First Look: 2016 Specialized Camber

The new Camber leans toward cross country speed

27.5 29er All Mountain Trail Cross Country
We're not convinced the Brain should be on this bike.

We’re not convinced the Brain should be on this bike (click to enlarge).

What we didn’t like

We’re not completely sold with the new Camber concept as the flood of Specialized full suspension options seems to have pushed the Camber in to the XC category too much. The geometry changes are excellent but the addition of the Brain rear shock is not celebrated by all. It helps the fast, fire road abilities of the bike but the technical climbing and the descending abilities of the bike are not fully realized. This Brain is much better than any of the previous Brain shocks as it is only active at the sag point. But this bike would be more trail descent capable with the newer RockShox Monarchs or Fox EVOL shocks.

The RockShox RS-1 front fork is a great XC fork but it does hit its limits under rough descending and hard cornering, braking conditions. Again, great for XC but not as good for trail riding or beyond.

We like the SWAT door since riding without a pack is liberating for us. But the market seems to be split on that as this is a system some won’t use but it adds a couple hundred grams, adds cost and results in some loss of stiffness to the frame.

Taking berms with the Camber

Taking berms with the Camber (click to enlarge).

What we liked

The Camber is now an incredible climber. It is lighter than ever and the bb is stiff with the huge chainstays so power transfer is excellent. The addition of the Brain shock has optimized this bike for climbing as the rider can put the power down all times without having to reach for a platform or lockout mode.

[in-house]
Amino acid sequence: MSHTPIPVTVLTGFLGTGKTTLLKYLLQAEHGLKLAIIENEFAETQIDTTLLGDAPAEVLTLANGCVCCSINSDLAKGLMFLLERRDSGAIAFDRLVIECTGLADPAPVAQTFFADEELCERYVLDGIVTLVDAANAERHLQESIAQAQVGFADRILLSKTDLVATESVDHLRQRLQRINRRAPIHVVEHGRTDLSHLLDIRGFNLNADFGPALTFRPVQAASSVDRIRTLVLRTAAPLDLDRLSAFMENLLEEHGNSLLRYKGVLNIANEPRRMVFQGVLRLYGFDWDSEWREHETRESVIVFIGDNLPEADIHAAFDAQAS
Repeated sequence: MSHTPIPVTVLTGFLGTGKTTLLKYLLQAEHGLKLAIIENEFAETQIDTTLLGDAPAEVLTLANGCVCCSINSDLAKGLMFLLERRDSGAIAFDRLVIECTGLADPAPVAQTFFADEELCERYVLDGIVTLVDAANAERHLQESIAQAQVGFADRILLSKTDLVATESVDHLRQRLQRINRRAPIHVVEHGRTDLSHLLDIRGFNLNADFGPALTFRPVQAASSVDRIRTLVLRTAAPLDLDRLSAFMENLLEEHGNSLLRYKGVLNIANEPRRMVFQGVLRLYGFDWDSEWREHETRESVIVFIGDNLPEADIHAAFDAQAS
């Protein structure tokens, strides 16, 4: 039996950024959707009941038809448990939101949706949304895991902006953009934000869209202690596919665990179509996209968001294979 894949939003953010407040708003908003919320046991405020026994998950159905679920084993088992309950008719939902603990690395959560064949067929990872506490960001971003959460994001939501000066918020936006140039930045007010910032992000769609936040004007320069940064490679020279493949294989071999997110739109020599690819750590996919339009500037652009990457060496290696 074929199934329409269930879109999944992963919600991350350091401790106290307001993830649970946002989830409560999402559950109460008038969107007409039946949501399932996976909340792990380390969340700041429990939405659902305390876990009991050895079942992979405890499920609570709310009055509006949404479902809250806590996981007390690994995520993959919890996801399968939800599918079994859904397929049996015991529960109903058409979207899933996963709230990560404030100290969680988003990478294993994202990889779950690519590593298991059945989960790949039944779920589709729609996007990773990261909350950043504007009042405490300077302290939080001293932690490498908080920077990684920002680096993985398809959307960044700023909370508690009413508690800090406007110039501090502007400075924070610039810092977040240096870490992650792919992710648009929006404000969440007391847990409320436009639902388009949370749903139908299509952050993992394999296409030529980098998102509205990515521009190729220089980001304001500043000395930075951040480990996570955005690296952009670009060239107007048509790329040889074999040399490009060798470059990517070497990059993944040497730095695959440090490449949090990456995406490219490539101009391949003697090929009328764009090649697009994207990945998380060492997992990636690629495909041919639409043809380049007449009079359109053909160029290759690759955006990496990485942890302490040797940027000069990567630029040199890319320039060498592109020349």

Having two wheel size options is good. Supporting both 29 and 27.5 wheel sizes is good for giving riders of different heights and riding styles the ability to enjoy this bike.

Shorter seat stays and slacker head angles are an excellent idea. 437mm stays and 68.5 head angle on the 29er version makes this bike much more capable on corners and descents.

The 30mm wide carbon rims are a perfect complement to this bike as well. Wide rims give the bike better air volume, traction and puncture resistance in all conditions.

The SWAT Door

Camber frames now have an integrated storage chamber in the down tube, accessible by a door under the bottle cage.

2016 Specialized Camber cage and SWAT door.

2016 Specialized Camber cage and SWAT door (click to enlarge).

And instead of merely cutting a hole in the frame for this purpose, a more accurate depiction of the process is that the frame was designed with this integrated storage cavity in mind. Structural integrity and stiffness could not be compromised. And the insides of the frame needed to be free of clutter and carbon manufacturing imperfections.

2016 Specialized Camber SWAT door.

2016 Specialized Camber SWAT door (click to enlarge).

Inside the frame, the carbon cavity is nice and tidy. Carbon cable guides have been added to each side of the frame to protect the cables and make installation easy.

2016 Specialized Camber SWAT door with pump.

2016 Specialized Camber SWAT door with pump (click to enlarge).

The frame cavity can house a lot of supplies and accessories as it extends all the way to the head tube. To make accesss easy and to prevent rattle, special pouches are included with the frame.

2016 Specialized Camber long pouch with tube.

2016 Specialized Camber long pouch with tube (click to enlarge).

Continue to page 3 for our bottom line and for bike pricing »

About the author: Francis Cebedo

The founder of mtbr and roadbikereview, Francis Cebedo believes that every cyclist has a lot to teach and a lot to learn. "Our websites are communal hubs for sharing cycling experiences, trading adventure stories, and passing along product information and opinions." Francis' favorite bike is the last bike he rode, whether it's a dirt jumper, singlespeed, trail bike, lugged commuter or ultralight carbon road steed. Indeed, Francis loves cycling in all its forms and is happiest when infecting others with that same passion. Francis also believes that IPA will save America.


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  • Jeff Scanlan says: